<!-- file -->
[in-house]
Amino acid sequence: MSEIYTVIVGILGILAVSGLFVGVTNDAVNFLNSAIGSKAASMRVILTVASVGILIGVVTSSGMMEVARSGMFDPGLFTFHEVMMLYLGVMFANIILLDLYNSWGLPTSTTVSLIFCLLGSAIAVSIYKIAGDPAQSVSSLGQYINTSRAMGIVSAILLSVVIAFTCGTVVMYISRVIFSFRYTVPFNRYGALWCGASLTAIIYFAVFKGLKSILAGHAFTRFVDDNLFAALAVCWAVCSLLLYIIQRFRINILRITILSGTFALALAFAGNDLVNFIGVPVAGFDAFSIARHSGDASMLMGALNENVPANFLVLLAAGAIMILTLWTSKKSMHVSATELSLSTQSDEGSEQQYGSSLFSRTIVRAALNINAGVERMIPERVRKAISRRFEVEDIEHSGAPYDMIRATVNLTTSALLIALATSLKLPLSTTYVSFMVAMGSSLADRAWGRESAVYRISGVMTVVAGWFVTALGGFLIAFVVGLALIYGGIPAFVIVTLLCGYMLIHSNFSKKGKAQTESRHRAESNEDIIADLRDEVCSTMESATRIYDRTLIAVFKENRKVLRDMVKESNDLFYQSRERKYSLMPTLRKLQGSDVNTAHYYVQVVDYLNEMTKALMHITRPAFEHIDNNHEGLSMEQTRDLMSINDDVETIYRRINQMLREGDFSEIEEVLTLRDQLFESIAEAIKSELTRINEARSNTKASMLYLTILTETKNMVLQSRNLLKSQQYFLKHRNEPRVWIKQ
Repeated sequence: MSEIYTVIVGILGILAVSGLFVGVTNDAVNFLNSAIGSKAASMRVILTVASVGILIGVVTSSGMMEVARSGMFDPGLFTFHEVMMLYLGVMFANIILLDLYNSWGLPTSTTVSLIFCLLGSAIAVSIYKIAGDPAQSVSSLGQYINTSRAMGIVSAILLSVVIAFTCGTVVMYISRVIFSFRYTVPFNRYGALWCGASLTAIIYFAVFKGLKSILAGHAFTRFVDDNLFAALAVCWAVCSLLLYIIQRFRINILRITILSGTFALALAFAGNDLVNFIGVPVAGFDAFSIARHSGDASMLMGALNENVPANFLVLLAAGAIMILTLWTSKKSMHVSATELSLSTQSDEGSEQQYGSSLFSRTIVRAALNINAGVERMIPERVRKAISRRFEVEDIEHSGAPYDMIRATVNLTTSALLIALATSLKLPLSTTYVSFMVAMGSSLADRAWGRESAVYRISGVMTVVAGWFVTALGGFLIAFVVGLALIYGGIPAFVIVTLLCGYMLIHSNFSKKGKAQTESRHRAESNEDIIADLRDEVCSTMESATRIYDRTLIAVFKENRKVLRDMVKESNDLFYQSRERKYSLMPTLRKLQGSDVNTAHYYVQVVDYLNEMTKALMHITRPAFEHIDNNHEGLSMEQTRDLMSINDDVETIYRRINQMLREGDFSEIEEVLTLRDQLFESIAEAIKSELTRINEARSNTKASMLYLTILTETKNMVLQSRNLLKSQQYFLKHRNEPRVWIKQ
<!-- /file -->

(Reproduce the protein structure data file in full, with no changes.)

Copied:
[in-house]
Amino acid sequence: MSEIYTVIVGILGILAVSGLFVGVTNDAVNFLNSAIGSKAASMRVILTVASVGILIGVVTSSGMMEVARSGMFDPGLFTFHEVMMLYLGVMFANIILLDLYNSWGLPTSTTVSLIFCLLGSAIAVSIYKIAGDPAQSVSSLGQYINTSRAMGIVSAILLSVVIAFTCGTVVMYISRVIFSFRYTVPFNRYGALWCGASLTAIIYFAVFKGLKSILAGHAFTRFVDDNLFAALAVCWAVCSLLLYIIQRFRINILRITILSGTFALALAFAGNDLVNFIGVPVAGFDAFSIARHSGDASMLMGALNENVPANFLVLLAAGAIMILTLWTSKKSMHVSATELSLSTQSDEGSEQQYGSSLFSRTIVRAALNINAGVERMIPERVRKAISRRFEVEDIEHSGAPYDMIRATVNLTTSALLIALATSLKLPLSTTYVSFMVAMGSSLADRAWGRESAVYRISGVMTVVAGWFVTALGGFLIAFVVGLALIYGGIPAFVIVTLLCGYMLIHSNFSKKGKAQTESRHRAESNEDIIADLRDEVCSTMESATRIYDRTLIAVFKENRKVLRDMVKESNDLFYQSRERKYSLMPTLRKLQGSDVNTAHYYVQVVDYLNEMTKALMHITRPAFEHIDNNHEGLSMEQTRDLMSINDDVETIYRRINQMLREGDFSEIEEVLTLRDQLFESIAEAIKSELTRINEARSNTKASMLYLTILTETKNMVLQSRNLLKSQQYFLKHRNEPRVWIKQ
Repeated sequence: MSEIYTVIVGILGILAVSGLFVGVTNDAVNFLNSAIGSKAASMRVILTVASVGILIGVVTSSGMMEVARSGMFDPGLFTFHEVMMLYLGVMFANIILLDLYNSWGLPTSTTVSLIFCLLGSAIAVSIYKIAGDPAQSVSSLGQYINTSRAMGIVSAILLSVVIAFTCGTVVMYISRVIFSFRYTVPFNRYGALWCGASLTAIIYFAVFKGLKSILAGHAFTRFVDDNLFAALAVCWAVCSLLLYIIQRFRINILRITILSGTFALALAFAGNDLVNFIGVPVAGFDAFSIARHSGDASMLMGALNENVPANFLVLLAAGAIMILTLWTSKKSMHVSATELSLSTQSDEGSEQQYGSSLFSRTIVRAALNINAGVERMIPERVRKAISRRFEVEDIEHSGAPYDMIRATVNLTTSALLIALATSLKLPLSTTYVSFMVAMGSSLADRAWGRESAVYRISGVMTVVAGWFVTALGGFLIAFVVGLALIYGGIPAFVIVTLLCGYMLIHSNFSKKGKAQTESRHRAESNEDIIADLRDEVCSTMESATRIYDRTLIAVFKENRKVLRDMVKESNDLFYQSRERKYSLMPTLRKLQGSDVNTAHYYVQVVDYLNEMTKALMHITRPAFEHIDNNHEGLSMEQTRDLMSINDDVETIYRRINQMLREGDFSEIEEVLTLRDQLFESIAEAIKSELTRINEARSNTKASMLYLTILTETKNMVLQSRNLLKSQQYFLKHRNEPRVWIKQ